AFRIKAANSE OPSOMMING: Hierdie studie is ’n ondersoek na die skakels wat na vore kom wanneer Suid-Afrikaanse fluitkomposisies in konsertpraktyk, met kuratorskap en met landskap as tema van uitstalling (vir hierdie komposisies) met mekaar in verband gebring word. Die projek word gerig deur artistieke navorsing wat, vir Suid-Afrikaanse navorsing in musiek, relatief nuut is. Die transformerende effek van hierdie performatiewe soort navorsing, gelyksoortig aan aksie-navorsing, is ’n proses gekenmerk deur onkonvensionele metodologie, waaghalsige praktyk, asook onvoorspelbare uitkomste. Teoretiese navorsing, refleksie, meta-refleksie en self-refleksie, asook uitvoering – alles in geheel – postuleer vernuwende begripsinhoude in en deur musiek wat aangebied word in die vorm van die diskursiewe formaat van hierdie proefskrif. Die uitvoerings wat deel uitmaak van hierdie projek word aanlyn beskikbaar gestel aan lesers om na goeddunke te raadpleeg. Hierdie geskrewe en oudiovisuele materiaal dien as dokumentasie van artistieke navorsing (eerder as ’n uitsluitlike fokus op die musiekwerk as skepping en die uitvoering daarvan). Die video- en proefskrifdokumentasies staan voorts as kunswerktekste, wat herinner aan die kompleksiteite wat na vore tree wanneer artistieke produk transformeer tot artistieke argument. In hierdie studie word tematiese programering beskou as een van die wyses waarop kurators in museumpraktyk en in die visuele kunste te werk gaan om uitstallings te rig en aan te bied. Die projek stel voor, en ondersoek dan, dat kurering as teoretiese raamwerk, maar ook as ingrypende en kritiese benadering wat poog om konteks-sensitief te werk te gaan, konvensionele konsertpraktyke met betrekking tot Suid- Afrikaanse fluitkomposisies sou kon informeer en vernuwe. In ’n eerste fase van die studie ondersoek ek bestaande konsertpraktyke van fluitspelers wat oor die afgelope drie dekades hulself bemoei het met die uitvoer van Suid-Afrikaanse fluitkomposisies. Hierdie fase vors na in watter hoedanighede kuratorskap voorkom in konvensionele konsertpraktyk. In ’n tweede fase bied ek drie konsert-kurerings aan, en die prosesse van ontwerp, aanbieding en nadenke oor my aanbiedings behels drie van die hoofstukke in die proefskrif. Die tema wat ek kies om my klank-uitstallings te rig, naamlik landskap – en land – word beskou as ’n steeds kritieke situering van konflik en krises in Suid-Afrika, en daarom kan ek nie anders nie as om te vra hoe landskap my eie konsertpraktyk rig en verander. In hierdie studie neem die tema van landskap my nie net na ’n kritiese omgang met Pierneef se romanties-geskilderde landskappe nie; nie net na Johannesburg se onsekere en glyende spasie nie, maar ook na ’n suidelike stem wat dekolonialiteit as radikale stem tot sosiale transformasie verklank. Die instrument wat ek bespeel is tradisioneel en, volgens oorlewering, ’n mitologiese en pastorale herdersinstrument. Deur my konsertprojekte verkry die fluit (en fluitspeler) moontlik ’n ander stem, of soos Walter Mignolo dit stel wanneer hy oor dekoloniale aestheSis praat, ‘An Other Tongue’. Hierdie navorsingsprojek wys dat Westers-genoteerde komposisies ter plaatse kan ingryp, transformeer en getransformeer word binne die ruimtes van konteks-sensitiewe kurasies. Uiteindelik handel die navorsing ook oor die vernuwende moontlikhede wat artistieke navorsing open.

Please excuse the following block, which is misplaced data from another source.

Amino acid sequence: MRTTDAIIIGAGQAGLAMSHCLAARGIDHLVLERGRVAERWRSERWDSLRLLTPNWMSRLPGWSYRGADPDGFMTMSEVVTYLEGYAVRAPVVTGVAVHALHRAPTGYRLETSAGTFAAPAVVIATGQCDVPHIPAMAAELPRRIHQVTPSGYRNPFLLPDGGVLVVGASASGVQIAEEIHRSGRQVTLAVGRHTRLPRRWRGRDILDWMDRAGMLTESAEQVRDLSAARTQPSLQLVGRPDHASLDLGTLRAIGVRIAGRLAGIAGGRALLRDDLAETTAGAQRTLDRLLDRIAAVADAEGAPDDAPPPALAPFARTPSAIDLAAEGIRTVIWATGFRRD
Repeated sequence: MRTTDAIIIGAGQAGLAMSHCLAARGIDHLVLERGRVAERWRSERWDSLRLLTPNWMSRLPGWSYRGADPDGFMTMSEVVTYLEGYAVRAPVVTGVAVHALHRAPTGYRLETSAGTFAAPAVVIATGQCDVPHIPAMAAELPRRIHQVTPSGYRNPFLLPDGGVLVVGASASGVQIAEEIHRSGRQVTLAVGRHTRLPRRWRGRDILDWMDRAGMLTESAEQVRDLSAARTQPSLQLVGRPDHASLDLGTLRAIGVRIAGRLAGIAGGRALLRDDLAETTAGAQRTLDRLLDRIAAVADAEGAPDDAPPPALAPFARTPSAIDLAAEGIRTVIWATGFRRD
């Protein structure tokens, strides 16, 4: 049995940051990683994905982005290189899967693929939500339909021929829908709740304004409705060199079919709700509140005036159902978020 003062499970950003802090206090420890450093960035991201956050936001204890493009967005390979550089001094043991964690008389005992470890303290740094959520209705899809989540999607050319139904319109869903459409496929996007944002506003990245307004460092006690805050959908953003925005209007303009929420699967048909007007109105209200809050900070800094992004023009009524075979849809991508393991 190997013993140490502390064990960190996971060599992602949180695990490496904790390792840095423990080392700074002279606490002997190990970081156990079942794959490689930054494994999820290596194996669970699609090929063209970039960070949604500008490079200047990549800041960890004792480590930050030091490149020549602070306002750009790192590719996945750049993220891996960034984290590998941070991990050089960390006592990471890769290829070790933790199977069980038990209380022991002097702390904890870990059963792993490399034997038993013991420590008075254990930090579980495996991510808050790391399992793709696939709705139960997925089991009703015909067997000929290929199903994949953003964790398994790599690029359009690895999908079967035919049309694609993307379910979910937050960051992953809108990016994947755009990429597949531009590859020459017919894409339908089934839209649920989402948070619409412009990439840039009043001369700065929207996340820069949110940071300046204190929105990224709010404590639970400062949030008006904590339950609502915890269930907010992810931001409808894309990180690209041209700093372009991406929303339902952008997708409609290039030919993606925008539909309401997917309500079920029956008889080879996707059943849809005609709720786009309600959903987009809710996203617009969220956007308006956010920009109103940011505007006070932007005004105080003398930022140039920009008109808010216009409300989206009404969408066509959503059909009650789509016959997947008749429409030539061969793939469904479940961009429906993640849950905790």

Please refer to this item in SUNScholar by using the following persistent URL: http://hdl.handle.net/10019.1/97579